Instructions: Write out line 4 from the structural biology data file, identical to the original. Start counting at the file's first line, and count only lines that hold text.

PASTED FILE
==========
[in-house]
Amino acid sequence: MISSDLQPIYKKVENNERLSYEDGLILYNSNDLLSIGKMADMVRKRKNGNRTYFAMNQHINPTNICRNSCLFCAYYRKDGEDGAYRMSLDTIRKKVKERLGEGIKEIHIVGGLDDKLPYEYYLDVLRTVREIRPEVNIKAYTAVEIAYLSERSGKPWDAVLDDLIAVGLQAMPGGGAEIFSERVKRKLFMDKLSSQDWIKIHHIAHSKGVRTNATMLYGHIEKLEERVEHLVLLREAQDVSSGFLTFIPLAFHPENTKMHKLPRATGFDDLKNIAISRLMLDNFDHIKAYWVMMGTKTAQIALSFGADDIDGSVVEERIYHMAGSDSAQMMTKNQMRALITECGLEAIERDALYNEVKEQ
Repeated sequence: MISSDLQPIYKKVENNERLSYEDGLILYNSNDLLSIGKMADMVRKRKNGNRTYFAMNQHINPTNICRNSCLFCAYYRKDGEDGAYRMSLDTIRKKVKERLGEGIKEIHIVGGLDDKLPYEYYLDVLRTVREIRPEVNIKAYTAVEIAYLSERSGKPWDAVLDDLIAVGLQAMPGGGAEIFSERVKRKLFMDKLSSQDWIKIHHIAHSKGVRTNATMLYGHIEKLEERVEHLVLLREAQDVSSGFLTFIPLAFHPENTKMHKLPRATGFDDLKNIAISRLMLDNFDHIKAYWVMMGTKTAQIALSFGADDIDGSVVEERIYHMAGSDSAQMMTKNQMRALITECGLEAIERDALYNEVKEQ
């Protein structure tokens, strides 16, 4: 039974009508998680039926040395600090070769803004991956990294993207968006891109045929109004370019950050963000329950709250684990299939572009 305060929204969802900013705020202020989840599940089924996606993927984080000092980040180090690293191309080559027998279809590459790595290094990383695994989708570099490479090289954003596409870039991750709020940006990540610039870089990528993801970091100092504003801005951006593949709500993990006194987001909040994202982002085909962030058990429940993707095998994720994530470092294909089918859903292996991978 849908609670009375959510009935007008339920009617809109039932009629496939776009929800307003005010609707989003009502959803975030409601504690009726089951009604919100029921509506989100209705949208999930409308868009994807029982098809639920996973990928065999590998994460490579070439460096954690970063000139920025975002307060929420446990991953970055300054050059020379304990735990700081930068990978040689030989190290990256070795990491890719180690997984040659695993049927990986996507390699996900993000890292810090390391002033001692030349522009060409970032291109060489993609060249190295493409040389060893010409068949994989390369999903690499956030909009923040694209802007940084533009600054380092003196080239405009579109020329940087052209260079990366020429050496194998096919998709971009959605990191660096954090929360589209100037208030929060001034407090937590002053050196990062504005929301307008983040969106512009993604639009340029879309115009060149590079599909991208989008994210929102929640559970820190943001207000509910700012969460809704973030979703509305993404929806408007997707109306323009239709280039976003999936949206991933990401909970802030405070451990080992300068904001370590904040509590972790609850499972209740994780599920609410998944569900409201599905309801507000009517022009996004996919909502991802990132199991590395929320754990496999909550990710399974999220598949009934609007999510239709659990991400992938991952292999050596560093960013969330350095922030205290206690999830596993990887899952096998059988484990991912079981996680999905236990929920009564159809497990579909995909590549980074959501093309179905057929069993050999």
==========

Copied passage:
């Protein structure tokens, strides 16, 4: 039974009508998680039926040395600090070769803004991956990294993207968006891109045929109004370019950050963000329950709250684990299939572009 305060929204969802900013705020202020989840599940089924996606993927984080000092980040180090690293191309080559027998279809590459790595290094990383695994989708570099490479090289954003596409870039991750709020940006990540610039870089990528993801970091100092504003801005951006593949709500993990006194987001909040994202982002085909962030058990429940993707095998994720994530470092294909089918859903292996991978 849908609670009375959510009935007008339920009617809109039932009629496939776009929800307003005010609707989003009502959803975030409601504690009726089951009604919100029921509506989100209705949208999930409308868009994807029982098809639920996973990928065999590998994460490579070439460096954690970063000139920025975002307060929420446990991953970055300054050059020379304990735990700081930068990978040689030989190290990256070795990491890719180690997984040659695993049927990986996507390699996900993000890292810090390391002033001692030349522009060409970032291109060489993609060249190295493409040389060893010409068949994989390369999903690499956030909009923040694209802007940084533009600054380092003196080239405009579109020329940087052209260079990366020429050496194998096919998709971009959605990191660096954090929360589209100037208030929060001034407090937590002053050196990062504005929301307008983040969106512009993604639009340029879309115009060149590079599909991208989008994210929102929640559970820190943001207000509910700012969460809704973030979703509305993404929806408007997707109306323009239709280039976003999936949206991933990401909970802030405070451990080992300068904001370590904040509590972790609850499972209740994780599920609410998944569900409201599905309801507000009517022009996004996919909502991802990132199991590395929320754990496999909550990710399974999220598949009934609007999510239709659990991400992938991952292999050596560093960013969330350095922030205290206690999830596993990887899952096998059988484990991912079981996680999905236990929920009564159809497990579909995909590549980074959501093309179905057929069993050999």